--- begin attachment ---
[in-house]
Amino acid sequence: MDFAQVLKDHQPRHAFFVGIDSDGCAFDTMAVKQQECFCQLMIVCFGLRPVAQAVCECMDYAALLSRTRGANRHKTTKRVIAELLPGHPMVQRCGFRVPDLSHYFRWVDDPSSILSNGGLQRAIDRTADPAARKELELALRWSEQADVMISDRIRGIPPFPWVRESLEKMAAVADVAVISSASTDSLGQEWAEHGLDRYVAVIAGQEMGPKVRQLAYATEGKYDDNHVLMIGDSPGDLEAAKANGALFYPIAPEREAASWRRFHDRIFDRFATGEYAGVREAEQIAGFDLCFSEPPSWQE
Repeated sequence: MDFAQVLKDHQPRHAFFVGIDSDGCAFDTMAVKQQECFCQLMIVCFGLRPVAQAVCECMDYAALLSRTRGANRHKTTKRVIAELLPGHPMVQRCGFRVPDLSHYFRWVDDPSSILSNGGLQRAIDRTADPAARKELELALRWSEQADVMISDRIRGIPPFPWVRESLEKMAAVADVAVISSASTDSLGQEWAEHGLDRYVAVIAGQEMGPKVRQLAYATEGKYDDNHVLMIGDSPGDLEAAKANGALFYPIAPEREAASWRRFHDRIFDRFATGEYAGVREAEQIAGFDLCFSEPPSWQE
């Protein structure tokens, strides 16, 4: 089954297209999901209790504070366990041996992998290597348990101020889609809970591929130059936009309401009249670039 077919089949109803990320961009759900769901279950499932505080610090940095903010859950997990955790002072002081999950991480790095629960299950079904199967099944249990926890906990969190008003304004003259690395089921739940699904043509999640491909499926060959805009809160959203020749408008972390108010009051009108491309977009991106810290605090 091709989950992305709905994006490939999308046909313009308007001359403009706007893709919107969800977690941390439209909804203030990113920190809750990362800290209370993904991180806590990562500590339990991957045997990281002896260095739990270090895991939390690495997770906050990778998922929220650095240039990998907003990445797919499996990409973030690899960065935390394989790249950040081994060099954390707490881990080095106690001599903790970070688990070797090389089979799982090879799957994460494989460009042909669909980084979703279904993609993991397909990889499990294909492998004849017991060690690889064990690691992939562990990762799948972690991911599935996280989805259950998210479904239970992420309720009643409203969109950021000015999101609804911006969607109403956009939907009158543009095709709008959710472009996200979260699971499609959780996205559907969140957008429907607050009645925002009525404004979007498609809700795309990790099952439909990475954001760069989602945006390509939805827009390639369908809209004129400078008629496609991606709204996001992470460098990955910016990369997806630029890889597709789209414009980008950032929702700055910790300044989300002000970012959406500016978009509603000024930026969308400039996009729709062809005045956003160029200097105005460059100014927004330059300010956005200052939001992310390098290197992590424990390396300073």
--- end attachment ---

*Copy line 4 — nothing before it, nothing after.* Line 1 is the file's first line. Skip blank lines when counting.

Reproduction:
């Protein structure tokens, strides 16, 4: 089954297209999901209790504070366990041996992998290597348990101020889609809970591929130059936009309401009249670039 077919089949109803990320961009759900769901279950499932505080610090940095903010859950997990955790002072002081999950991480790095629960299950079904199967099944249990926890906990969190008003304004003259690395089921739940699904043509999640491909499926060959805009809160959203020749408008972390108010009051009108491309977009991106810290605090 091709989950992305709905994006490939999308046909313009308007001359403009706007893709919107969800977690941390439209909804203030990113920190809750990362800290209370993904991180806590990562500590339990991957045997990281002896260095739990270090895991939390690495997770906050990778998922929220650095240039990998907003990445797919499996990409973030690899960065935390394989790249950040081994060099954390707490881990080095106690001599903790970070688990070797090389089979799982090879799957994460494989460009042909669909980084979703279904993609993991397909990889499990294909492998004849017991060690690889064990690691992939562990990762799948972690991911599935996280989805259950998210479904239970992420309720009643409203969109950021000015999101609804911006969607109403956009939907009158543009095709709008959710472009996200979260699971499609959780996205559907969140957008429907607050009645925002009525404004979007498609809700795309990790099952439909990475954001760069989602945006390509939805827009390639369908809209004129400078008629496609991606709204996001992470460098990955910016990369997806630029890889597709789209414009980008950032929702700055910790300044989300002000970012959406500016978009509603000024930026969308400039996009729709062809005045956003160029200097105005460059100014927004330059300010956005200052939001992310390098290197992590424990390396300073």